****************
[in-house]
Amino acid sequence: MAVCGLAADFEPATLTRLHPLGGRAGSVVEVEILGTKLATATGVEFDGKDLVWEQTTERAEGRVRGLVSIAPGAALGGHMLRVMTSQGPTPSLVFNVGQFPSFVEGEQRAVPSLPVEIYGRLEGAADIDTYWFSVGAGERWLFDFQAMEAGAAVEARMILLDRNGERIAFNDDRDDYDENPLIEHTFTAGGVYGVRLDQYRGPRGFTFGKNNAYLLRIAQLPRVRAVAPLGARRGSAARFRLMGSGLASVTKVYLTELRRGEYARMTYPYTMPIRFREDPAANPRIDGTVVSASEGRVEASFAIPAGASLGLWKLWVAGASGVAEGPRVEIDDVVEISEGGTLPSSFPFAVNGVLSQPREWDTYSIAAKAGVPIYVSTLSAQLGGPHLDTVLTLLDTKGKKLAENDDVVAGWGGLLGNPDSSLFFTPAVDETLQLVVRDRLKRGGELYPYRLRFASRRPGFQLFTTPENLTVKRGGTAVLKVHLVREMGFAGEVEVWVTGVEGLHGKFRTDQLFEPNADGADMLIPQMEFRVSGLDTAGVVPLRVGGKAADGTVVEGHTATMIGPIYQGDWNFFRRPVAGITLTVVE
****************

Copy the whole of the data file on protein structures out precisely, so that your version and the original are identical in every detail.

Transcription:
[in-house]
Amino acid sequence: MAVCGLAADFEPATLTRLHPLGGRAGSVVEVEILGTKLATATGVEFDGKDLVWEQTTERAEGRVRGLVSIAPGAALGGHMLRVMTSQGPTPSLVFNVGQFPSFVEGEQRAVPSLPVEIYGRLEGAADIDTYWFSVGAGERWLFDFQAMEAGAAVEARMILLDRNGERIAFNDDRDDYDENPLIEHTFTAGGVYGVRLDQYRGPRGFTFGKNNAYLLRIAQLPRVRAVAPLGARRGSAARFRLMGSGLASVTKVYLTELRRGEYARMTYPYTMPIRFREDPAANPRIDGTVVSASEGRVEASFAIPAGASLGLWKLWVAGASGVAEGPRVEIDDVVEISEGGTLPSSFPFAVNGVLSQPREWDTYSIAAKAGVPIYVSTLSAQLGGPHLDTVLTLLDTKGKKLAENDDVVAGWGGLLGNPDSSLFFTPAVDETLQLVVRDRLKRGGELYPYRLRFASRRPGFQLFTTPENLTVKRGGTAVLKVHLVREMGFAGEVEVWVTGVEGLHGKFRTDQLFEPNADGADMLIPQMEFRVSGLDTAGVVPLRVGGKAADGTVVEGHTATMIGPIYQGDWNFFRRPVAGITLTVVE